The four reasons why a majority of the British people voted to leave were: to regain control of their laws, their borders, their moneys, and their independence. Even among the 'remainers,' many resent the fact that within Europe the UK Parliament is not sovereign; and they do not accept that the European Court of Justice can reverse the decisions of British Courts. They are proud of their 'Mother of Parliaments' and of the quality of their judges.
A second point of difference with the European Union is the free movement of people in and out of the country. The United Kingdom is a multi-racial community, but many are scared of a Muslim invasion, especially after repeated terrorist crimes. There are also complaints of abuses of the welfare state by immigrants, as there are of the competition of workers coming from Eastern Europe.
The third source of discomfort is the large UK contribution to the EU budget. There was much exaggeration during the referendum campaign, with some leavers saying it was equivalent to the cost of a week's hospital stay. The net amount must be calculated as follows: In 216 the UK government paid £13.1 billion toward the EU budget, and EU spending on the United Kingdom was forecast to be £4.5 billion. So the United Kingdom's net contribution was estimated at about £8.6 billion. Without the rebate Mrs. Thatcher forced through at the Lisbon Summit, the sum would have £17 billion. Still, £11 billion a year is a tidy sum.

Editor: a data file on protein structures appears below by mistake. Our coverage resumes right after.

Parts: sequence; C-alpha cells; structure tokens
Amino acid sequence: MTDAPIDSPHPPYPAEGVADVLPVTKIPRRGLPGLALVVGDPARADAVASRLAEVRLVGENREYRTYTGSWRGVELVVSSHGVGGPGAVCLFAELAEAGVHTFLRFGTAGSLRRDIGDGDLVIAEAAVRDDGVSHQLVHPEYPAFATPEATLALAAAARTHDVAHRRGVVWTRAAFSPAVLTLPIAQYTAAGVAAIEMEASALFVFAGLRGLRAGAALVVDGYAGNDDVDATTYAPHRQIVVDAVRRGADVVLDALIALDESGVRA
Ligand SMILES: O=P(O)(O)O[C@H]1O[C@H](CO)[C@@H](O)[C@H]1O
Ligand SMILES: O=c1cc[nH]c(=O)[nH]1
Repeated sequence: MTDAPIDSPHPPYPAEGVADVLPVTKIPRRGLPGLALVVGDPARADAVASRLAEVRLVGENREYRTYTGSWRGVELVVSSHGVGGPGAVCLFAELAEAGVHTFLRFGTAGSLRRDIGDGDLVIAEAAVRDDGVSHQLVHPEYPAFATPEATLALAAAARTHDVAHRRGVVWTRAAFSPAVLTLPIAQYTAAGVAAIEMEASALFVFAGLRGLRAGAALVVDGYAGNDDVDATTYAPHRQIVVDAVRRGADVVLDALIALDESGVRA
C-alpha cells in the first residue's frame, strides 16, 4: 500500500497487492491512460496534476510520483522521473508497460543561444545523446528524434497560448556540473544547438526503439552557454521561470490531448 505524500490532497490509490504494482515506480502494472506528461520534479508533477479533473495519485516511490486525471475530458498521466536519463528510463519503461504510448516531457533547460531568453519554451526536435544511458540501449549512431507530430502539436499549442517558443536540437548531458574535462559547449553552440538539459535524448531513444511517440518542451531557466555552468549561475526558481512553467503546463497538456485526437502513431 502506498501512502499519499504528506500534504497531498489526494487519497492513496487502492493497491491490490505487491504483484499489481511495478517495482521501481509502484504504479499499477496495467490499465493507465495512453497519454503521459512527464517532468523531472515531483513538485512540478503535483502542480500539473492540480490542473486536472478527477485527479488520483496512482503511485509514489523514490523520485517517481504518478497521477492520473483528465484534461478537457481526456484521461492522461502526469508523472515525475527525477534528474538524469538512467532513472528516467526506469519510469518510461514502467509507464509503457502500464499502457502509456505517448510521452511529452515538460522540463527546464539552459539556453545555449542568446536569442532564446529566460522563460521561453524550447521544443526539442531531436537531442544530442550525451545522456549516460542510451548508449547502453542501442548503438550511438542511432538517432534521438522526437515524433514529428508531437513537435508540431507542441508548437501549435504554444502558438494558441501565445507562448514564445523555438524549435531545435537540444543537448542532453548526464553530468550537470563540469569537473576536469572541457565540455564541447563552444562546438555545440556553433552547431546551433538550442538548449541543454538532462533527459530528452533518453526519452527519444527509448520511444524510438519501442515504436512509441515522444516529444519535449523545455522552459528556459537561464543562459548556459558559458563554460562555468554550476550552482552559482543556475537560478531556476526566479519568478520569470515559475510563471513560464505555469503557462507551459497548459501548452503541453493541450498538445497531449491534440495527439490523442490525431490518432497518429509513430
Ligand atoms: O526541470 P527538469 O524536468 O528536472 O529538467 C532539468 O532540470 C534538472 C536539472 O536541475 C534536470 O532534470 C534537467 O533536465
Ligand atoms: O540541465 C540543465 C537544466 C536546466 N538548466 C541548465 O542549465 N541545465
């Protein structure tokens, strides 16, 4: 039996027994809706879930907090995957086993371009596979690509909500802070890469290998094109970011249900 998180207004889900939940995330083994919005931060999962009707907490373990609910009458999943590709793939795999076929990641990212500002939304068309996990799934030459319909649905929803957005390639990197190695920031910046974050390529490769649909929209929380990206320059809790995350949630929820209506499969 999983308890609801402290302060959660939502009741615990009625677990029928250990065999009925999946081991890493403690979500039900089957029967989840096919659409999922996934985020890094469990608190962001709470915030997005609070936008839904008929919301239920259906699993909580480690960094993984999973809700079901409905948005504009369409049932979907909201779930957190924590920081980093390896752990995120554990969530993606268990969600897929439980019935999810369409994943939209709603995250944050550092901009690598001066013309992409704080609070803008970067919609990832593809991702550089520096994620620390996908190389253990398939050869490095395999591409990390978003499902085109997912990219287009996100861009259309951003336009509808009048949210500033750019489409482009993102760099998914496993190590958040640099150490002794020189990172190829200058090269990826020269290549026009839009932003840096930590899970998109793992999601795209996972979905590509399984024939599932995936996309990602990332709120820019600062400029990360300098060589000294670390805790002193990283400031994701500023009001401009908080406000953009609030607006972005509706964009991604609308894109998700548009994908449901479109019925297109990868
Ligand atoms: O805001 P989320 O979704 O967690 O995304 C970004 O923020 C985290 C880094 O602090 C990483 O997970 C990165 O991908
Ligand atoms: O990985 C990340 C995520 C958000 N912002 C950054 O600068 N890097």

And the fourth point of contention is the old resistance to the programmatic assertion in the European Treaties since 1983, that "on the basis of an awareness of a common destiny [the signatories wish...] to affirm the European identity, [and] confirm their commitment to progress towards an ever closer union among the peoples and Member States of the European Community." This has proved to be unacceptable even to pro-European Brits.
When Mrs. May spoke for the first time on the steps of Ten Downing Street after becoming Prime Minister she uttered the self-satisfying phrase that "Brexit is Brexit". There is nothing more fulfilling than tautologies: they are always true. One can only try to fill them with meaning by surmising intentions. In this case she was not saying much. There are at least three possible meanings: hard Brexit, soft Brexit, and negotiated Brexit.